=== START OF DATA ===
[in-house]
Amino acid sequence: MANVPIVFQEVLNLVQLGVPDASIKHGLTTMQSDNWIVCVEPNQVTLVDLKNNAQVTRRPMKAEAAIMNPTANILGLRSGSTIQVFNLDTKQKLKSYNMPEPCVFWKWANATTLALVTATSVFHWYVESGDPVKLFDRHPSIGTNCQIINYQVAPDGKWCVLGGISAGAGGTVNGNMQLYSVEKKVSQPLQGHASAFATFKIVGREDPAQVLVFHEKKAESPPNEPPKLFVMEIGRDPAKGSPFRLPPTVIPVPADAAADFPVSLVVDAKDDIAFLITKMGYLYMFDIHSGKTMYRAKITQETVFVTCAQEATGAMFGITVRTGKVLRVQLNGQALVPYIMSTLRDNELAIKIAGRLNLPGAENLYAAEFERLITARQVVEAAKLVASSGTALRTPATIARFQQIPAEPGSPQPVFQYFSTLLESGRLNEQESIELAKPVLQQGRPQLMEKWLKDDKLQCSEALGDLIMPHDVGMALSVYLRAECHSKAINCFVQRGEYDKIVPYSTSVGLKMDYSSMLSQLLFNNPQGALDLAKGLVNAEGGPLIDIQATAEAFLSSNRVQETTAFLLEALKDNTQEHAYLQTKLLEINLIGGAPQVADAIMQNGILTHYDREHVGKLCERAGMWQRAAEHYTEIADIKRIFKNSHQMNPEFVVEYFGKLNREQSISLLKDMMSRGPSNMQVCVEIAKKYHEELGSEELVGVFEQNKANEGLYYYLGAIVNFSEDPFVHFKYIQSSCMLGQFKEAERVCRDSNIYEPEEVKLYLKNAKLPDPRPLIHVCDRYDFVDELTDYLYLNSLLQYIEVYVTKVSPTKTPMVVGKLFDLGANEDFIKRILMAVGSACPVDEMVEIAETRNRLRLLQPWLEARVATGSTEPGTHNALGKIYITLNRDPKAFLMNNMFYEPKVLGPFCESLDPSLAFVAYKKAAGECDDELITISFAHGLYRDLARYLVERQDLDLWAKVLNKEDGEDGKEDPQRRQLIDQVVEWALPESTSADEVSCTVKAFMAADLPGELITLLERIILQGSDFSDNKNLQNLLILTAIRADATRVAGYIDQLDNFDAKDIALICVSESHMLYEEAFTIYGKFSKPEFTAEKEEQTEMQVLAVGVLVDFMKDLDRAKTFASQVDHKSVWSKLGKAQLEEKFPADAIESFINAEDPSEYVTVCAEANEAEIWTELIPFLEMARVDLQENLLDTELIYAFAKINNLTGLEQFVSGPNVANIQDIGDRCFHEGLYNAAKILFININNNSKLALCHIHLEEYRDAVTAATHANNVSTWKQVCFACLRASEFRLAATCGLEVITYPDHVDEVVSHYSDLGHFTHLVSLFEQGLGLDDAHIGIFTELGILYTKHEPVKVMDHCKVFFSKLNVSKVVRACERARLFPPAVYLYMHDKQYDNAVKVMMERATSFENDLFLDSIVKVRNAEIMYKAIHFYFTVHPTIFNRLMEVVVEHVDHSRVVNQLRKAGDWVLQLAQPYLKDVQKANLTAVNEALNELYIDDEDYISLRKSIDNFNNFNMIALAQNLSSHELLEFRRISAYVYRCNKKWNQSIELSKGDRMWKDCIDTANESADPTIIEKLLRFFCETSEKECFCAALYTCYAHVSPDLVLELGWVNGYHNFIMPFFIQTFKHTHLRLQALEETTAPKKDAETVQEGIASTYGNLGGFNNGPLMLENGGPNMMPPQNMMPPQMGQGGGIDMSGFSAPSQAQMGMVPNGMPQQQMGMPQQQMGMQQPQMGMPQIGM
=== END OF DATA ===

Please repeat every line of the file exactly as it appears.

[in-house]
Amino acid sequence: MANVPIVFQEVLNLVQLGVPDASIKHGLTTMQSDNWIVCVEPNQVTLVDLKNNAQVTRRPMKAEAAIMNPTANILGLRSGSTIQVFNLDTKQKLKSYNMPEPCVFWKWANATTLALVTATSVFHWYVESGDPVKLFDRHPSIGTNCQIINYQVAPDGKWCVLGGISAGAGGTVNGNMQLYSVEKKVSQPLQGHASAFATFKIVGREDPAQVLVFHEKKAESPPNEPPKLFVMEIGRDPAKGSPFRLPPTVIPVPADAAADFPVSLVVDAKDDIAFLITKMGYLYMFDIHSGKTMYRAKITQETVFVTCAQEATGAMFGITVRTGKVLRVQLNGQALVPYIMSTLRDNELAIKIAGRLNLPGAENLYAAEFERLITARQVVEAAKLVASSGTALRTPATIARFQQIPAEPGSPQPVFQYFSTLLESGRLNEQESIELAKPVLQQGRPQLMEKWLKDDKLQCSEALGDLIMPHDVGMALSVYLRAECHSKAINCFVQRGEYDKIVPYSTSVGLKMDYSSMLSQLLFNNPQGALDLAKGLVNAEGGPLIDIQATAEAFLSSNRVQETTAFLLEALKDNTQEHAYLQTKLLEINLIGGAPQVADAIMQNGILTHYDREHVGKLCERAGMWQRAAEHYTEIADIKRIFKNSHQMNPEFVVEYFGKLNREQSISLLKDMMSRGPSNMQVCVEIAKKYHEELGSEELVGVFEQNKANEGLYYYLGAIVNFSEDPFVHFKYIQSSCMLGQFKEAERVCRDSNIYEPEEVKLYLKNAKLPDPRPLIHVCDRYDFVDELTDYLYLNSLLQYIEVYVTKVSPTKTPMVVGKLFDLGANEDFIKRILMAVGSACPVDEMVEIAETRNRLRLLQPWLEARVATGSTEPGTHNALGKIYITLNRDPKAFLMNNMFYEPKVLGPFCESLDPSLAFVAYKKAAGECDDELITISFAHGLYRDLARYLVERQDLDLWAKVLNKEDGEDGKEDPQRRQLIDQVVEWALPESTSADEVSCTVKAFMAADLPGELITLLERIILQGSDFSDNKNLQNLLILTAIRADATRVAGYIDQLDNFDAKDIALICVSESHMLYEEAFTIYGKFSKPEFTAEKEEQTEMQVLAVGVLVDFMKDLDRAKTFASQVDHKSVWSKLGKAQLEEKFPADAIESFINAEDPSEYVTVCAEANEAEIWTELIPFLEMARVDLQENLLDTELIYAFAKINNLTGLEQFVSGPNVANIQDIGDRCFHEGLYNAAKILFININNNSKLALCHIHLEEYRDAVTAATHANNVSTWKQVCFACLRASEFRLAATCGLEVITYPDHVDEVVSHYSDLGHFTHLVSLFEQGLGLDDAHIGIFTELGILYTKHEPVKVMDHCKVFFSKLNVSKVVRACERARLFPPAVYLYMHDKQYDNAVKVMMERATSFENDLFLDSIVKVRNAEIMYKAIHFYFTVHPTIFNRLMEVVVEHVDHSRVVNQLRKAGDWVLQLAQPYLKDVQKANLTAVNEALNELYIDDEDYISLRKSIDNFNNFNMIALAQNLSSHELLEFRRISAYVYRCNKKWNQSIELSKGDRMWKDCIDTANESADPTIIEKLLRFFCETSEKECFCAALYTCYAHVSPDLVLELGWVNGYHNFIMPFFIQTFKHTHLRLQALEETTAPKKDAETVQEGIASTYGNLGGFNNGPLMLENGGPNMMPPQNMMPPQMGQGGGIDMSGFSAPSQAQMGMVPNGMPQQQMGMPQQQMGMQQPQMGMPQIGM